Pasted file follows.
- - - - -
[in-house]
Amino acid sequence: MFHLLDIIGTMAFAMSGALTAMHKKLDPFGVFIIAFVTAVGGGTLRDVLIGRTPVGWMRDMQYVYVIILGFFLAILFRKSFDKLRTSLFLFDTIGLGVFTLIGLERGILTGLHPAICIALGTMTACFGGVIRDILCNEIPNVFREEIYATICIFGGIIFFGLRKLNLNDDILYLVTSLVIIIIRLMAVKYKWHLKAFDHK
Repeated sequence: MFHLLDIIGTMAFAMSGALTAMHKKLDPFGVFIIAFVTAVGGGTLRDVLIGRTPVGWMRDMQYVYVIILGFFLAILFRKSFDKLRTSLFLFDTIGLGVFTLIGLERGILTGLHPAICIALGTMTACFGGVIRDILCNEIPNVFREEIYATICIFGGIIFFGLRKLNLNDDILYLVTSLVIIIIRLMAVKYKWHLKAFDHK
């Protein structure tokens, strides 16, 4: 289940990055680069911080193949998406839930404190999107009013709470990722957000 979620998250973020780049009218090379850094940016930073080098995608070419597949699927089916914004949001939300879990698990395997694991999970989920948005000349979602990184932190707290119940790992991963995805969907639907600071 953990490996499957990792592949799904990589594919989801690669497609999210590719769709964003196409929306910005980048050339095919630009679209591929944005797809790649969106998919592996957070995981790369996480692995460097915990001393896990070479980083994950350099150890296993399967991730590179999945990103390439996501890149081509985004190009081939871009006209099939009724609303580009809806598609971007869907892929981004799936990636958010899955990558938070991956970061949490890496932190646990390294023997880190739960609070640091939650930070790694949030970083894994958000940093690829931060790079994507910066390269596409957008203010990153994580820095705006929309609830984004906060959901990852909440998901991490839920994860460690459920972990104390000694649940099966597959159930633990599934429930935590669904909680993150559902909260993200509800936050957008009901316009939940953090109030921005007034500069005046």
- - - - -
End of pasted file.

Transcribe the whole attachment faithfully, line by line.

[in-house]
Amino acid sequence: MFHLLDIIGTMAFAMSGALTAMHKKLDPFGVFIIAFVTAVGGGTLRDVLIGRTPVGWMRDMQYVYVIILGFFLAILFRKSFDKLRTSLFLFDTIGLGVFTLIGLERGILTGLHPAICIALGTMTACFGGVIRDILCNEIPNVFREEIYATICIFGGIIFFGLRKLNLNDDILYLVTSLVIIIIRLMAVKYKWHLKAFDHK
Repeated sequence: MFHLLDIIGTMAFAMSGALTAMHKKLDPFGVFIIAFVTAVGGGTLRDVLIGRTPVGWMRDMQYVYVIILGFFLAILFRKSFDKLRTSLFLFDTIGLGVFTLIGLERGILTGLHPAICIALGTMTACFGGVIRDILCNEIPNVFREEIYATICIFGGIIFFGLRKLNLNDDILYLVTSLVIIIIRLMAVKYKWHLKAFDHK
């Protein structure tokens, strides 16, 4: 289940990055680069911080193949998406839930404190999107009013709470990722957000 979620998250973020780049009218090379850094940016930073080098995608070419597949699927089916914004949001939300879990698990395997694991999970989920948005000349979602990184932190707290119940790992991963995805969907639907600071 953990490996499957990792592949799904990589594919989801690669497609999210590719769709964003196409929306910005980048050339095919630009679209591929944005797809790649969106998919592996957070995981790369996480692995460097915990001393896990070479980083994950350099150890296993399967991730590179999945990103390439996501890149081509985004190009081939871009006209099939009724609303580009809806598609971007869907892929981004799936990636958010899955990558938070991956970061949490890496932190646990390294023997880190739960609070640091939650930070790694949030970083894994958000940093690829931060790079994507910066390269596409957008203010990153994580820095705006929309609830984004906060959901990852909440998901991490839920994860460690459920972990104390000694649940099966597959159930633990599934429930935590669904909680993150559902909260993200509800936050957008009901316009939940953090109030921005007034500069005046």